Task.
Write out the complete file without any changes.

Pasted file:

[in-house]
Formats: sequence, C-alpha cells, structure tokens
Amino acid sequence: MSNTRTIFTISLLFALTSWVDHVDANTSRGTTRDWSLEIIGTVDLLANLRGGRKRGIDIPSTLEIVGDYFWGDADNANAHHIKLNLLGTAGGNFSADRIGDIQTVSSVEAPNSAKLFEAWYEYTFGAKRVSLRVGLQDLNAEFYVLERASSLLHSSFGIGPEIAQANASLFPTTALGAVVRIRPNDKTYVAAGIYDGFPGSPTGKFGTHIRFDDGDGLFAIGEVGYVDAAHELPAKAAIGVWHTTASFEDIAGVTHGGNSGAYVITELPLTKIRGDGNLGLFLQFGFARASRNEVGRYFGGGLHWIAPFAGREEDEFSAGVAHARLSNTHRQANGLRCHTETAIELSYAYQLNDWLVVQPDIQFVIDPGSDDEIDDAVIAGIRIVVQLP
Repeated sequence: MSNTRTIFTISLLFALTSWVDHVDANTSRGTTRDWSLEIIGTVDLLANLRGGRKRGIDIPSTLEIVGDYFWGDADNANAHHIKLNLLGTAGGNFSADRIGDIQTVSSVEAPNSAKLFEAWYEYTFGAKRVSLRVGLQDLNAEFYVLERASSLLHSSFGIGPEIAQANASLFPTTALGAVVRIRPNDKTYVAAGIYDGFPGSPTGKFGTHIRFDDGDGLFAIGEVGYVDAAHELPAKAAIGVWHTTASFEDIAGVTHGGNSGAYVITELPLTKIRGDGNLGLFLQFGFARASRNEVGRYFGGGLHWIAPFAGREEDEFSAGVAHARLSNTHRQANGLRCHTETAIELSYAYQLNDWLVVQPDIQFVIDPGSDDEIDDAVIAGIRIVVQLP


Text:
[in-house]
Formats: sequence, C-alpha cells, structure tokens
Amino acid sequence: MSNTRTIFTISLLFALTSWVDHVDANTSRGTTRDWSLEIIGTVDLLANLRGGRKRGIDIPSTLEIVGDYFWGDADNANAHHIKLNLLGTAGGNFSADRIGDIQTVSSVEAPNSAKLFEAWYEYTFGAKRVSLRVGLQDLNAEFYVLERASSLLHSSFGIGPEIAQANASLFPTTALGAVVRIRPNDKTYVAAGIYDGFPGSPTGKFGTHIRFDDGDGLFAIGEVGYVDAAHELPAKAAIGVWHTTASFEDIAGVTHGGNSGAYVITELPLTKIRGDGNLGLFLQFGFARASRNEVGRYFGGGLHWIAPFAGREEDEFSAGVAHARLSNTHRQANGLRCHTETAIELSYAYQLNDWLVVQPDIQFVIDPGSDDEIDDAVIAGIRIVVQLP
Repeated sequence: MSNTRTIFTISLLFALTSWVDHVDANTSRGTTRDWSLEIIGTVDLLANLRGGRKRGIDIPSTLEIVGDYFWGDADNANAHHIKLNLLGTAGGNFSADRIGDIQTVSSVEAPNSAKLFEAWYEYTFGAKRVSLRVGLQDLNAEFYVLERASSLLHSSFGIGPEIAQANASLFPTTALGAVVRIRPNDKTYVAAGIYDGFPGSPTGKFGTHIRFDDGDGLFAIGEVGYVDAAHELPAKAAIGVWHTTASFEDIAGVTHGGNSGAYVITELPLTKIRGDGNLGLFLQFGFARASRNEVGRYFGGGLHWIAPFAGREEDEFSAGVAHARLSNTHRQANGLRCHTETAIELSYAYQLNDWLVVQPDIQFVIDPGSDDEIDDAVIAGIRIVVQLP